The coexistence agreement would then be submitted with evidences for the rejection review, and the applicant would request that the Trademark Review and Adjudication Board (TRAB) approve the later mark’s registration.

Chinese laws presently are silent as to the validity of coexistence agreements in trademark right granting cases. However, during the TRAB’s 24th general affairs meeting convened 16 October 2007, the board indicated that it would accept coexistence agreements in rejection review cases under certain conditions.

According to the TRAB, the above article of the Trademark Law had two legislative objectives. The first was to protect prior registered or preliminarily approved trademarks so as to avoid conflicts over trademark rights. The second was to protect the interests of consumers by preventing identical or similar trademarks leading to confusion in the market.

The TRAB was of the opinion that, when deciding whether to permit the coexistence of trademarks, consideration was needed as to whether the trademarks could, on the whole, be distinguished by consumers, and whether their coexistence was likely to lead to confusion among consumers.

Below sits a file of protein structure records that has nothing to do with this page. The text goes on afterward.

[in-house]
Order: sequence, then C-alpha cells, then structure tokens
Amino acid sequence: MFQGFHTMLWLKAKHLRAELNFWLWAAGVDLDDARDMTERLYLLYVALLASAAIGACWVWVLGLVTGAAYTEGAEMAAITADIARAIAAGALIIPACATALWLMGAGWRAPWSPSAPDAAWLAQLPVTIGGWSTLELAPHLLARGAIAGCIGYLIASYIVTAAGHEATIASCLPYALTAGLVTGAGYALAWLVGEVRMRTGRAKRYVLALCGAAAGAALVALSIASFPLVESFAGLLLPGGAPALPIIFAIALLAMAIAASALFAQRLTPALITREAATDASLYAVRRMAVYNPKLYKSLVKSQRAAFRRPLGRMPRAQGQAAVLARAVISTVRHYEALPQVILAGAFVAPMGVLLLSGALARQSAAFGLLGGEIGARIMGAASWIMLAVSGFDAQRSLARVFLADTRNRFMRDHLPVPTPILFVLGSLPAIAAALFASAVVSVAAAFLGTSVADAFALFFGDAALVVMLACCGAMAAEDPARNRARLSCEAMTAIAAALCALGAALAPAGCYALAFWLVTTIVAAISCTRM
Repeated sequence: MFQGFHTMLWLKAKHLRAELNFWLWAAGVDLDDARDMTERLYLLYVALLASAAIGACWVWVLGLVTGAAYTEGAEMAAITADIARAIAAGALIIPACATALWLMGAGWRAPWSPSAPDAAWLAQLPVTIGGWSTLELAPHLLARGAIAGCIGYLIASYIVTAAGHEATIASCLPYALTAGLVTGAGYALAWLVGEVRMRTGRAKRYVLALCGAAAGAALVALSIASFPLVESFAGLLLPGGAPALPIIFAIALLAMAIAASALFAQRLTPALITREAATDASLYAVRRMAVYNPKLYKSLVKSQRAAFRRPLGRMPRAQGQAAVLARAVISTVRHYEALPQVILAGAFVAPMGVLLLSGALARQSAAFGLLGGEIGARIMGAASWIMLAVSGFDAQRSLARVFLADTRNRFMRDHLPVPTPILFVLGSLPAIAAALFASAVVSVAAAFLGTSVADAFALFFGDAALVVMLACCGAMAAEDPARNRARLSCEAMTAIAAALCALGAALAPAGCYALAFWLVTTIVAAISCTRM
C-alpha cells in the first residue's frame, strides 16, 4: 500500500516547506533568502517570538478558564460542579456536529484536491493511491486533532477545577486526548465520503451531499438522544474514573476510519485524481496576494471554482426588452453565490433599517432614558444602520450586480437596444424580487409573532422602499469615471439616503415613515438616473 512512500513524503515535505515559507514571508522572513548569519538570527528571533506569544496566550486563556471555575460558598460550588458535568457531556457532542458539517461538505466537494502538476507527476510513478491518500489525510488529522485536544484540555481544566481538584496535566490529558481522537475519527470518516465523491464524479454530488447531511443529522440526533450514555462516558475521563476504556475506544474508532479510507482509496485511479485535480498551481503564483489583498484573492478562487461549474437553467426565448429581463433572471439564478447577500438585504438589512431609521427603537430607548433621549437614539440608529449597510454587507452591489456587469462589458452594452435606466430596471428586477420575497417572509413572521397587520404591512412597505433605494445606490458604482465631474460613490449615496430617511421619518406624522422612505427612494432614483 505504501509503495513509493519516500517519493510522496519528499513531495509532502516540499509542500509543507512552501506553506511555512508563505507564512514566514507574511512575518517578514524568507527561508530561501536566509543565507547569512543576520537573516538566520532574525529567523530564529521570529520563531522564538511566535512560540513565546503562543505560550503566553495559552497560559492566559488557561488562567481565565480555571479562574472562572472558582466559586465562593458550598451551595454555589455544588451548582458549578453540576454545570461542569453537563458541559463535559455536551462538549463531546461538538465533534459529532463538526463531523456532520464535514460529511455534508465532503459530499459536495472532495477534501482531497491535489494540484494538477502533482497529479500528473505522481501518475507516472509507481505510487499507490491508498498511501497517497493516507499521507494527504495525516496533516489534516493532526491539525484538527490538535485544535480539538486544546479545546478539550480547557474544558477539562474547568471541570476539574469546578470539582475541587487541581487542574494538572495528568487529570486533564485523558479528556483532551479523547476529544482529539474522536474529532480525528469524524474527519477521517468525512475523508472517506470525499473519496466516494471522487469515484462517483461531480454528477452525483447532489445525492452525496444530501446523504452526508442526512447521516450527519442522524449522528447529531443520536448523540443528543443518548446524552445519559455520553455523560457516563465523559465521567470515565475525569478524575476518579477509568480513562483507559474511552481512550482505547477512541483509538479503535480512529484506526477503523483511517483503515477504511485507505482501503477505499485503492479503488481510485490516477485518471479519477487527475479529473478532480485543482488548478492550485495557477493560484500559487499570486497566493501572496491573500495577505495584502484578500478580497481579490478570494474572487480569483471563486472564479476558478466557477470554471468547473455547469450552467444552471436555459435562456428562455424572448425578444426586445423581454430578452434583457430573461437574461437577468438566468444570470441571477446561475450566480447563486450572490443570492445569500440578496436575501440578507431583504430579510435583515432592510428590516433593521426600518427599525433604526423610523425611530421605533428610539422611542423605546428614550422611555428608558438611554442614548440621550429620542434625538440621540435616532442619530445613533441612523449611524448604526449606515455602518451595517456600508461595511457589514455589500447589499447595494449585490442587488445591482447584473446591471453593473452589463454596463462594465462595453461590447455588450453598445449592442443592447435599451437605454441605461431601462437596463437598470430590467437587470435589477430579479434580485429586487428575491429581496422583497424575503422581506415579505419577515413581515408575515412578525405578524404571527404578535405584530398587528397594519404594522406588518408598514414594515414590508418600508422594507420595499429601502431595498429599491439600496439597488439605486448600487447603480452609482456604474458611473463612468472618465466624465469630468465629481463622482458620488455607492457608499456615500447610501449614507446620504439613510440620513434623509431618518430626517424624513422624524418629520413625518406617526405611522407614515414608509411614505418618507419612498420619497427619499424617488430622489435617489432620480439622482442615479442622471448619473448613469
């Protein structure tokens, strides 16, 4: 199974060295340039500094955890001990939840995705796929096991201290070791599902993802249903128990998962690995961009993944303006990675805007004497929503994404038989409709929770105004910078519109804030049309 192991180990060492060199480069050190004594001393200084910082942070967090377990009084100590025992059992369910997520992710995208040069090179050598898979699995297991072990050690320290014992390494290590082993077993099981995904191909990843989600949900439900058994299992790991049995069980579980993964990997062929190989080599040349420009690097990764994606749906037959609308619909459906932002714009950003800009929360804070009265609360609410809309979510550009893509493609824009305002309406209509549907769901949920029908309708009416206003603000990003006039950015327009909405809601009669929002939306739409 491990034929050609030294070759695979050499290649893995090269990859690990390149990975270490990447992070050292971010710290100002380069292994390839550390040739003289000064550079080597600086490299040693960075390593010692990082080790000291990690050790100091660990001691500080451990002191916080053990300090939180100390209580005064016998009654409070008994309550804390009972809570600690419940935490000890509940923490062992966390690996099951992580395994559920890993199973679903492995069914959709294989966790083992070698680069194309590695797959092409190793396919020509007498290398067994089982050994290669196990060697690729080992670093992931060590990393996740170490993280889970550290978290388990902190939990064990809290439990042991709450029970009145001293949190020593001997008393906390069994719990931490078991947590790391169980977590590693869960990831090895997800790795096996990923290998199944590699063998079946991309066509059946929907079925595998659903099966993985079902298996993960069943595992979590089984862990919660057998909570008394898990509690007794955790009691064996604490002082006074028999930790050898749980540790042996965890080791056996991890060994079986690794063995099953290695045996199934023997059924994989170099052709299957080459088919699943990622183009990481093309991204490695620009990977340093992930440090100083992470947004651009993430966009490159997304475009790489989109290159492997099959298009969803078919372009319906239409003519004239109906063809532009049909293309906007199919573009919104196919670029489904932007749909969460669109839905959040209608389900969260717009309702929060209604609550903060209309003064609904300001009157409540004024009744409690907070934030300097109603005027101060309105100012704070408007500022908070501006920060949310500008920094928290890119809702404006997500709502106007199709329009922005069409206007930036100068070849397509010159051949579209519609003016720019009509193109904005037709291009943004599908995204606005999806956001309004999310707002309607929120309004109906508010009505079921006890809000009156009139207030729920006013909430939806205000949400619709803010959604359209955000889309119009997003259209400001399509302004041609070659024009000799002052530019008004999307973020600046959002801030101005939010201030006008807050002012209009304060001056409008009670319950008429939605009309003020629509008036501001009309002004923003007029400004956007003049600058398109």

TRAB held that two specific factors also required be scrutiny. First, the degrees of similarity of the individual trademarks and the goods for which they are registered. Second, the reputation of relevant marks.

Due to article 30 of the Trademark Law, examiners in practice have a greater tendency to consider whether trademark coexistence would result in confusion among consumers as the most important factor in deciding whether to accept a coexistence agreement.

On coexistence agreements

It can be argued that trademark rights are civil property rights. Potential conflicts between a trademark application and a reference mark is predominately a matter of civil dispute related to private rights.

Reaching a trademark coexistence agreement indicates that a prior trademark rights holder has reached settlement for their rights. The agreement’s validity should be recognized per party autonomy, and the trademark registration should be granted in the absence of damaging important public interests.

The decisions by administrative trademark authorities regarding the degree of confusion caused by coexistence of the marks are merely a presumption of the authority.

The prior trademark rights holder will certainly consider whether the coexistence of trademarks will potentially cause confusion in the market, which is a matter of immediate importance to the holder when agreeing to trademark coexistence. The prior trademark rights holder’s understanding thus should have more weight than that of the authority in the actual circumstances of the coexistence.

Furthermore, even where coexisting trademarks might pose the risk of confusing consumers, the risk could be mitigated by indicating the later products’ trade name or other pertinent information. A presumption of confusion should not be grounds to invalidate a trademark coexistence agreement. Considering the foregoing circumstances, administrative authorities should respect parties’ autonomy when considering trademark registration applications.